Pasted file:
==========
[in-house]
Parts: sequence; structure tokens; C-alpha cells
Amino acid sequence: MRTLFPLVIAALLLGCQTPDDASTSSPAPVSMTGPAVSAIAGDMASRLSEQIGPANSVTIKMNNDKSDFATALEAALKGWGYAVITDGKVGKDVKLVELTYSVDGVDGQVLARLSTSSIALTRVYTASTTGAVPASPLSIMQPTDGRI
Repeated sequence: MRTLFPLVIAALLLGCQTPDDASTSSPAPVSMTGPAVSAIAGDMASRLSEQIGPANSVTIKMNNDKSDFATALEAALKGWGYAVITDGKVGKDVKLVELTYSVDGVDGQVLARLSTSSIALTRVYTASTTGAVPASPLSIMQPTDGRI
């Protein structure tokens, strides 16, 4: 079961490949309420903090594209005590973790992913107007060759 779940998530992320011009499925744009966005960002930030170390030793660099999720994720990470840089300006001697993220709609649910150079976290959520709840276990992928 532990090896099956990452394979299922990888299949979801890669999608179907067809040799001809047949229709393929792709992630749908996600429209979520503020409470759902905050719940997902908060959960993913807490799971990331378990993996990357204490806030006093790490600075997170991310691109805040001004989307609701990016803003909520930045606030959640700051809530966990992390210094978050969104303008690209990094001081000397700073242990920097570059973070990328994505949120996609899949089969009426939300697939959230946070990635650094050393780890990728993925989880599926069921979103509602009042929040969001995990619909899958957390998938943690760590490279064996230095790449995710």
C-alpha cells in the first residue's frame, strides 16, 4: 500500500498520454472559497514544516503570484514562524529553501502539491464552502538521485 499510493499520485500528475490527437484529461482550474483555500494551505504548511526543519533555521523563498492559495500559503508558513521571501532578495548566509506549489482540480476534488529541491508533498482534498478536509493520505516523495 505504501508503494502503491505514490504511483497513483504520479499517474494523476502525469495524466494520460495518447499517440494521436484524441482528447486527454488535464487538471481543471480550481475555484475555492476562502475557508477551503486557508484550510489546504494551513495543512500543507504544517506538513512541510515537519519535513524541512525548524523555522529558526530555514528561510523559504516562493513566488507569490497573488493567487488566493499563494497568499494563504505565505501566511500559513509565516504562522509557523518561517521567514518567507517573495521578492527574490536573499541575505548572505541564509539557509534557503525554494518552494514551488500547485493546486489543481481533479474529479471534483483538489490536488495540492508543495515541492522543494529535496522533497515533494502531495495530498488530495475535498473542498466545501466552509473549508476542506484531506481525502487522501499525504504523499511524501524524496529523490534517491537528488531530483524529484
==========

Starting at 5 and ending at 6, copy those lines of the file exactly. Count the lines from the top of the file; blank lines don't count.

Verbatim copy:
């Protein structure tokens, strides 16, 4: 079961490949309420903090594209005590973790992913107007060759 779940998530992320011009499925744009966005960002930030170390030793660099999720994720990470840089300006001697993220709609649910150079976290959520709840276990992928 532990090896099956990452394979299922990888299949979801890669999608179907067809040799001809047949229709393929792709992630749908996600429209979520503020409470759902905050719940997902908060959960993913807490799971990331378990993996990357204490806030006093790490600075997170991310691109805040001004989307609701990016803003909520930045606030959640700051809530966990992390210094978050969104303008690209990094001081000397700073242990920097570059973070990328994505949120996609899949089969009426939300697939959230946070990635650094050393780890990728993925989880599926069921979103509602009042929040969001995990619909899958957390998938943690760590490279064996230095790449995710």
C-alpha cells in the first residue's frame, strides 16, 4: 500500500498520454472559497514544516503570484514562524529553501502539491464552502538521485 499510493499520485500528475490527437484529461482550474483555500494551505504548511526543519533555521523563498492559495500559503508558513521571501532578495548566509506549489482540480476534488529541491508533498482534498478536509493520505516523495 505504501508503494502503491505514490504511483497513483504520479499517474494523476502525469495524466494520460495518447499517440494521436484524441482528447486527454488535464487538471481543471480550481475555484475555492476562502475557508477551503486557508484550510489546504494551513495543512500543507504544517506538513512541510515537519519535513524541512525548524523555522529558526530555514528561510523559504516562493513566488507569490497573488493567487488566493499563494497568499494563504505565505501566511500559513509565516504562522509557523518561517521567514518567507517573495521578492527574490536573499541575505548572505541564509539557509534557503525554494518552494514551488500547485493546486489543481481533479474529479471534483483538489490536488495540492508543495515541492522543494529535496522533497515533494502531495495530498488530495475535498473542498466545501466552509473549508476542506484531506481525502487522501499525504504523499511524501524524496529523490534517491537528488531530483524529484